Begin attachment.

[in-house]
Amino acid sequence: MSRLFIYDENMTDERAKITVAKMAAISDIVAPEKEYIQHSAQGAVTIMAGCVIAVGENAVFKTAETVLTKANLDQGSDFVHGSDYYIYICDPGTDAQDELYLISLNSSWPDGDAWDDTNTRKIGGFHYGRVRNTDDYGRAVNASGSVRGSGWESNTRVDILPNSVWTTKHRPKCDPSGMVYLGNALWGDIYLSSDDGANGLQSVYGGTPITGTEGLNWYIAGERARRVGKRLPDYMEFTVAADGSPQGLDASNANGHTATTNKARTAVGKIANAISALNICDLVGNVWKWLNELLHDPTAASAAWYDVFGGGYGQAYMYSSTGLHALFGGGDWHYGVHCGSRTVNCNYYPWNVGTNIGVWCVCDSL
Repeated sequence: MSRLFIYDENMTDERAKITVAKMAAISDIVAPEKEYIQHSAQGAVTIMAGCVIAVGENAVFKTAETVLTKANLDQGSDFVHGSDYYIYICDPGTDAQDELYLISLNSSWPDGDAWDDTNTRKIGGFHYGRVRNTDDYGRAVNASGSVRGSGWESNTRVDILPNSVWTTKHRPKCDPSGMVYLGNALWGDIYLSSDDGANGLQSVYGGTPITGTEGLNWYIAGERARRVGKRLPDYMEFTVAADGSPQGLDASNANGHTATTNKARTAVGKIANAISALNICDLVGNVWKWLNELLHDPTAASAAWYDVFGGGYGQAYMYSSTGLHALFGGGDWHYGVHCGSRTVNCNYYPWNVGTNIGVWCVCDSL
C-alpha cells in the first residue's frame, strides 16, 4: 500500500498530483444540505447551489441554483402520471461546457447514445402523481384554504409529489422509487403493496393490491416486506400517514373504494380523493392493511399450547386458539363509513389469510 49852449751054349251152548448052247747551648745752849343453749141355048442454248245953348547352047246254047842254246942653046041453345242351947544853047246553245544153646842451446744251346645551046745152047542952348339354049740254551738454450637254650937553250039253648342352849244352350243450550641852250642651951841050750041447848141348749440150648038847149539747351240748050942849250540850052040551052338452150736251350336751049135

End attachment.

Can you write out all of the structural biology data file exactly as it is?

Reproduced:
[in-house]
Amino acid sequence: MSRLFIYDENMTDERAKITVAKMAAISDIVAPEKEYIQHSAQGAVTIMAGCVIAVGENAVFKTAETVLTKANLDQGSDFVHGSDYYIYICDPGTDAQDELYLISLNSSWPDGDAWDDTNTRKIGGFHYGRVRNTDDYGRAVNASGSVRGSGWESNTRVDILPNSVWTTKHRPKCDPSGMVYLGNALWGDIYLSSDDGANGLQSVYGGTPITGTEGLNWYIAGERARRVGKRLPDYMEFTVAADGSPQGLDASNANGHTATTNKARTAVGKIANAISALNICDLVGNVWKWLNELLHDPTAASAAWYDVFGGGYGQAYMYSSTGLHALFGGGDWHYGVHCGSRTVNCNYYPWNVGTNIGVWCVCDSL
Repeated sequence: MSRLFIYDENMTDERAKITVAKMAAISDIVAPEKEYIQHSAQGAVTIMAGCVIAVGENAVFKTAETVLTKANLDQGSDFVHGSDYYIYICDPGTDAQDELYLISLNSSWPDGDAWDDTNTRKIGGFHYGRVRNTDDYGRAVNASGSVRGSGWESNTRVDILPNSVWTTKHRPKCDPSGMVYLGNALWGDIYLSSDDGANGLQSVYGGTPITGTEGLNWYIAGERARRVGKRLPDYMEFTVAADGSPQGLDASNANGHTATTNKARTAVGKIANAISALNICDLVGNVWKWLNELLHDPTAASAAWYDVFGGGYGQAYMYSSTGLHALFGGGDWHYGVHCGSRTVNCNYYPWNVGTNIGVWCVCDSL
C-alpha cells in the first residue's frame, strides 16, 4: 500500500498530483444540505447551489441554483402520471461546457447514445402523481384554504409529489422509487403493496393490491416486506400517514373504494380523493392493511399450547386458539363509513389469510 49852449751054349251152548448052247747551648745752849343453749141355048442454248245953348547352047246254047842254246942653046041453345242351947544853047246553245544153646842451446744251346645551046745152047542952348339354049740254551738454450637254650937553250039253648342352849244352350243450550641852250642651951841050750041447848141348749440150648038847149539747351240748050942849250540850052040551052338452150736251350336751049135